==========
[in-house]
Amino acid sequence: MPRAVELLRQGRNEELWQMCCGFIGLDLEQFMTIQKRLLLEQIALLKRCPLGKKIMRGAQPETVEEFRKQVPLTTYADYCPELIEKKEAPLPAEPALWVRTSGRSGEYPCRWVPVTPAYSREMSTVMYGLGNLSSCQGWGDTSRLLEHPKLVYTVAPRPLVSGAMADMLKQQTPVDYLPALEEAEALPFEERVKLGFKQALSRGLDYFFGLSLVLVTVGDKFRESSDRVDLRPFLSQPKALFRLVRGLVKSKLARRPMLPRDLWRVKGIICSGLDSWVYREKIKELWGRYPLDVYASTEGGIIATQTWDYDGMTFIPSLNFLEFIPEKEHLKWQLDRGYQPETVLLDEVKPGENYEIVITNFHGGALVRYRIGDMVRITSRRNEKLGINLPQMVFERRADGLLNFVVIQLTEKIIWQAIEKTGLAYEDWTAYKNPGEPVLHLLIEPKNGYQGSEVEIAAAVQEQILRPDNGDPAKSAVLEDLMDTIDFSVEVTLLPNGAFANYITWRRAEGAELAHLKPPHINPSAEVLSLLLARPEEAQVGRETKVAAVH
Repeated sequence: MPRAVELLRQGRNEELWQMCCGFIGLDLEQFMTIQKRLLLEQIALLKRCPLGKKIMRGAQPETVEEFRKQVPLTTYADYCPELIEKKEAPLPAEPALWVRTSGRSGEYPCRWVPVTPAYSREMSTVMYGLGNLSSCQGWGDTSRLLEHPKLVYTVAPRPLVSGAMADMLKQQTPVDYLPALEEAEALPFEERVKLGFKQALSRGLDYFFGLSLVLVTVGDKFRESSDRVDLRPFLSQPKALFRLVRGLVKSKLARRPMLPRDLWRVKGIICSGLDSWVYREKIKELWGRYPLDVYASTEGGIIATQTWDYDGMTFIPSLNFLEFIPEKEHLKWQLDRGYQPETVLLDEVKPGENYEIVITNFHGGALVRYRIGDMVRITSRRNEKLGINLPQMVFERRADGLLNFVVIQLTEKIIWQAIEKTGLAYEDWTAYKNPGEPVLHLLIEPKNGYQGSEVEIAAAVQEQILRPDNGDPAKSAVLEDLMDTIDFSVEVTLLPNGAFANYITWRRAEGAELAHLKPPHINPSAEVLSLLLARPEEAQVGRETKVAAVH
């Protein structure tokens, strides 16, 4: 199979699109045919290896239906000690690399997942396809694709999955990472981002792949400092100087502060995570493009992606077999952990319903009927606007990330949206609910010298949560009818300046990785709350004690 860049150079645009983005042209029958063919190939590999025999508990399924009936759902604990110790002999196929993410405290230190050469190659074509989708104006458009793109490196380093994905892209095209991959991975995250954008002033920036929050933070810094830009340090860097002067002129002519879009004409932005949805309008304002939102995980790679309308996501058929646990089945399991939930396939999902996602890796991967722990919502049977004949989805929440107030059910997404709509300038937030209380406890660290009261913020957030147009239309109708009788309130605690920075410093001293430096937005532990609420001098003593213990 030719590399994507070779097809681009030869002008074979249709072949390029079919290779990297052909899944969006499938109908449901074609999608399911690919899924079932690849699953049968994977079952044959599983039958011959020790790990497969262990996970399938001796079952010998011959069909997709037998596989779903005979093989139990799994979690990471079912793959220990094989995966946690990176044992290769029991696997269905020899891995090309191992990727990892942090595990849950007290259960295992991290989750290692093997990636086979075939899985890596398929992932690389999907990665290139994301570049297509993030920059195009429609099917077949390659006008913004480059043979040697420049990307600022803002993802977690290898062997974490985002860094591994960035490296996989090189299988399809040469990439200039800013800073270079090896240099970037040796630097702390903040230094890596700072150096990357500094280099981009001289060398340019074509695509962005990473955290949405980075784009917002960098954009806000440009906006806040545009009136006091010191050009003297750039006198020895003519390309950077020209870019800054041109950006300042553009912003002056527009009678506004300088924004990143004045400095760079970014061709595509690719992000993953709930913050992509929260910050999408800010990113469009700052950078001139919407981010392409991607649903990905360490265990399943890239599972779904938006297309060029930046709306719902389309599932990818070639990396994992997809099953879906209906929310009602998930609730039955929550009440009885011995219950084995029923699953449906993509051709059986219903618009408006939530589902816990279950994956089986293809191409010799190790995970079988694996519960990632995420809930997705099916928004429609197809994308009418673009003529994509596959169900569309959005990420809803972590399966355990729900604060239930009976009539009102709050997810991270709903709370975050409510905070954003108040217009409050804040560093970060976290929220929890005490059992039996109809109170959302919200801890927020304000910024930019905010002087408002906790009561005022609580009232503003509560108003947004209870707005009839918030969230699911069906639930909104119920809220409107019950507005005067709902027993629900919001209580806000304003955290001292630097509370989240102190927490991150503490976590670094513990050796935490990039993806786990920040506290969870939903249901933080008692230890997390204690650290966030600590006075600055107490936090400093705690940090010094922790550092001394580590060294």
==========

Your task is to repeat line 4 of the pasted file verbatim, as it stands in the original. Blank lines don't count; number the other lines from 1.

């Protein structure tokens, strides 16, 4: 199979699109045919290896239906000690690399997942396809694709999955990472981002792949400092100087502060995570493009992606077999952990319903009927606007990330949206609910010298949560009818300046990785709350004690 860049150079645009983005042209029958063919190939590999025999508990399924009936759902604990110790002999196929993410405290230190050469190659074509989708104006458009793109490196380093994905892209095209991959991975995250954008002033920036929050933070810094830009340090860097002067002129002519879009004409932005949805309008304002939102995980790679309308996501058929646990089945399991939930396939999902996602890796991967722990919502049977004949989805929440107030059910997404709509300038937030209380406890660290009261913020957030147009239309109708009788309130605690920075410093001293430096937005532990609420001098003593213990 030719590399994507070779097809681009030869002008074979249709072949390029079919290779990297052909899944969006499938109908449901074609999608399911690919899924079932690849699953049968994977079952044959599983039958011959020790790990497969262990996970399938001796079952010998011959069909997709037998596989779903005979093989139990799994979690990471079912793959220990094989995966946690990176044992290769029991696997269905020899891995090309191992990727990892942090595990849950007290259960295992991290989750290692093997990636086979075939899985890596398929992932690389999907990665290139994301570049297509993030920059195009429609099917077949390659006008913004480059043979040697420049990307600022803002993802977690290898062997974490985002860094591994960035490296996989090189299988399809040469990439200039800013800073270079090896240099970037040796630097702390903040230094890596700072150096990357500094280099981009001289060398340019074509695509962005990473955290949405980075784009917002960098954009806000440009906006806040545009009136006091010191050009003297750039006198020895003519390309950077020209870019800054041109950006300042553009912003002056527009009678506004300088924004990143004045400095760079970014061709595509690719992000993953709930913050992509929260910050999408800010990113469009700052950078001139919407981010392409991607649903990905360490265990399943890239599972779904938006297309060029930046709306719902389309599932990818070639990396994992997809099953879906209906929310009602998930609730039955929550009440009885011995219950084995029923699953449906993509051709059986219903618009408006939530589902816990279950994956089986293809191409010799190790995970079988694996519960990632995420809930997705099916928004429609197809994308009418673009003529994509596959169900569309959005990420809803972590399966355990729900604060239930009976009539009102709050997810991270709903709370975050409510905070954003108040217009409050804040560093970060976290929220929890005490059992039996109809109170959302919200801890927020304000910024930019905010002087408002906790009561005022609580009232503003509560108003947004209870707005009839918030969230699911069906639930909104119920809220409107019950507005005067709902027993629900919001209580806000304003955290001292630097509370989240102190927490991150503490976590670094513990050796935490990039993806786990920040506290969870939903249901933080008692230890997390204690650290966030600590006075600055107490936090400093705690940090010094922790550092001394580590060294």